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BREAKING: Tax Reform Will Be a Long Process

Yesterday in a Senate Finance Committee hearing, Senator Max Baucus (D-MT) said that he would like a “weekly set of get-togethers” to address reforming our tax code. You see, Baucus was having similar weekly hearings for two years leading up to the healthcare reform bill that was passed last year. And since those were such a hoot, he figures attacking a equally polarizing issue like tax reform will demand a similar strategy. However, witnesses before the committee – all former assistant Treasury secretaries for tax policy – warned that this debate will likely haunt our dreams and news cycles for a long time:

Fred Goldberg, Jonathan Talisman, Mark Weinberger, Pamela Olson and Eric Solomon discussed, among other issues, the difficulties in crafting a revenue-neutral tax reform plan; problems with the alternative minimum tax and the tax exclusion for employer-provided healthcare; and issues with double taxation in the corporate code.

The former Treasury officials also declared that any successful overhaul of the tax code could take several years and would require leadership from the Oval Office.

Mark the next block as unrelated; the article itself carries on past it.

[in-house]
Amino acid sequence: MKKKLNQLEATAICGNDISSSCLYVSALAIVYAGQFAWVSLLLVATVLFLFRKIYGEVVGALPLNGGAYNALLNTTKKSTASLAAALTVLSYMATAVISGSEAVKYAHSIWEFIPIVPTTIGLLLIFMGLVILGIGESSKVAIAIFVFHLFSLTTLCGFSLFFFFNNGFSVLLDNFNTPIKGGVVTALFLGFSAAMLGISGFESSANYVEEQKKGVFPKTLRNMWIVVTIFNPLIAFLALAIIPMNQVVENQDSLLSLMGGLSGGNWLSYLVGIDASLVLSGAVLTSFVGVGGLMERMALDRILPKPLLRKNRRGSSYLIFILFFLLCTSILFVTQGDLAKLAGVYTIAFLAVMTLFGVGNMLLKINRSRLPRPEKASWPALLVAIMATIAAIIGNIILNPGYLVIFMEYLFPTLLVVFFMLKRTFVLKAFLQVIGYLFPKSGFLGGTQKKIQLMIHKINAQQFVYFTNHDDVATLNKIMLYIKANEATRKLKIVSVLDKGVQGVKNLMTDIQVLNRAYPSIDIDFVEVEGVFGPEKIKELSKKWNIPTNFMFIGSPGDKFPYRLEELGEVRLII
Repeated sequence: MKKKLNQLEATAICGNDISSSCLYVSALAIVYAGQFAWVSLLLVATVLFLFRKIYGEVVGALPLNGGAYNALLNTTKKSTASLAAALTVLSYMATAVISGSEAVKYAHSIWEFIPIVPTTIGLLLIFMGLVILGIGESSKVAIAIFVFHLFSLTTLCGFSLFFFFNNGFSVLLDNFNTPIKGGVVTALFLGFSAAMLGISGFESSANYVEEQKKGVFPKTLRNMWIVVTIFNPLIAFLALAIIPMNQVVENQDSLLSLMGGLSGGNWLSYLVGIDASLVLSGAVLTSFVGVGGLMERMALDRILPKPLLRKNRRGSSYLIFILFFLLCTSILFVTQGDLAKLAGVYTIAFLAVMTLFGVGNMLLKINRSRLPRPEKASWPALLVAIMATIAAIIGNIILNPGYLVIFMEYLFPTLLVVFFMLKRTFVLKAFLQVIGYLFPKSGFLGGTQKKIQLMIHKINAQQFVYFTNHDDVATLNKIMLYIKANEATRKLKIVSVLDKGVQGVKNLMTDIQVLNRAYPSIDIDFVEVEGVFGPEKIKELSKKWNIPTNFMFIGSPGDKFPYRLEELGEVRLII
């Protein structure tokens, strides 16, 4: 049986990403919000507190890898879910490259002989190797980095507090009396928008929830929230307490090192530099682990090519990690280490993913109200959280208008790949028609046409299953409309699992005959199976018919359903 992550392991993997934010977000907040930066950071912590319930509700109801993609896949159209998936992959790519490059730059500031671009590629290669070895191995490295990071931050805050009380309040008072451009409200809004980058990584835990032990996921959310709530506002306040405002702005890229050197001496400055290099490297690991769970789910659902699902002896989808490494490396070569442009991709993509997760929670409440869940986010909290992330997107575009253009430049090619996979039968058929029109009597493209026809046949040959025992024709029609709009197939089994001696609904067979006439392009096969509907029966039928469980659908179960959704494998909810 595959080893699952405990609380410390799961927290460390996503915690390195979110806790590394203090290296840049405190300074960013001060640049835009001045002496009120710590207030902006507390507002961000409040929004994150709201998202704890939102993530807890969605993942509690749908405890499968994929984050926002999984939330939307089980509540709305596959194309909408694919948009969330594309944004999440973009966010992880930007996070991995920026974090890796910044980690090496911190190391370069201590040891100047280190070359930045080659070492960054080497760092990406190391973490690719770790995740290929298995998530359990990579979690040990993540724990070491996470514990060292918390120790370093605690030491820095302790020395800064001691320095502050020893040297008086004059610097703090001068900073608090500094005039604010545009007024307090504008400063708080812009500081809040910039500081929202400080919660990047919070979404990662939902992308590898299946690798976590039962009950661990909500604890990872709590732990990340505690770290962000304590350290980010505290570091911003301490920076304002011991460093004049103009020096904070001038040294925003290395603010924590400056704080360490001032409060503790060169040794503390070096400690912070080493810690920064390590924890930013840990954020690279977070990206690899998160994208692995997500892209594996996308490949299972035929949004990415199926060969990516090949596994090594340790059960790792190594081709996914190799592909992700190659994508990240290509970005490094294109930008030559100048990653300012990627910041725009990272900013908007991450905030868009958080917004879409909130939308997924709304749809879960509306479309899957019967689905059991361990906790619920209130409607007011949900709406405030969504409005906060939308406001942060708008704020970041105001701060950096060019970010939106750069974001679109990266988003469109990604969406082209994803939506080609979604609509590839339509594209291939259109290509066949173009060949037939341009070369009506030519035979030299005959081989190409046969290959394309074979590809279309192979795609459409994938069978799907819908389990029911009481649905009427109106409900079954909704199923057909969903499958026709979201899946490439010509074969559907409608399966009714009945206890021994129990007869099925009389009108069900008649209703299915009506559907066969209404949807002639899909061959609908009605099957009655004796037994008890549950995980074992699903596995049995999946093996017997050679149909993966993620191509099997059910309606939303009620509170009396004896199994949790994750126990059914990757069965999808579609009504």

Now for the older crowd, the long arduous process of tax reform harkens you back to days of when Charlie Sheen was winning by dodging…er, Charlie in Platoon. For many of the Millennials, well, you were all a lot cuter back then.

“We saw that in 1986,” Weinberger said. “President Reagan at the time made it his No. 1 domestic policy initiative and it still took over two years and failed three times before it was ultimately enacted into law.”

Baucus wants weekly tax reform hearings [On the Money/The Hill]

Max Baucus Promises to Monitor the IRS Until the Tax Gap Is Closed ‘Once and For All’

As soon as you catch your breath from laughing hysterically, feel free to continue.

Max Baucus turns 59 69 on December 11th, so even if you assume that he will have the life expectancy of Robert Byrd that means he’s got 32 22 years of watching the IRS’s every move. Sure, we’re making the assumption that the IRS has a snowflake’s chance in Hell of closing the tax gap but that’s an assumption we’re comfortable making.

The General Accounting Office recently stated that the IRS was using “antiquated techniques” to fight tax evasion and Baucus feels compelled to be on top of the situation until the tax gap is a distant memory.

“This report makes clear the IRS needs to develop a comprehensive strategy to fight complex tax evasion schemes and that more work is needed to close the tax gap,” Baucus said in prepared remarks. “I intend to closely monitor the IRS’ progress to make sure they have an effective strategy to root out this tax evasions and close the tax gap once and for all.”

You may now resume laughing until you soil yourself.

Baucus urges new strategy for IRS to combat evasion [On the Money]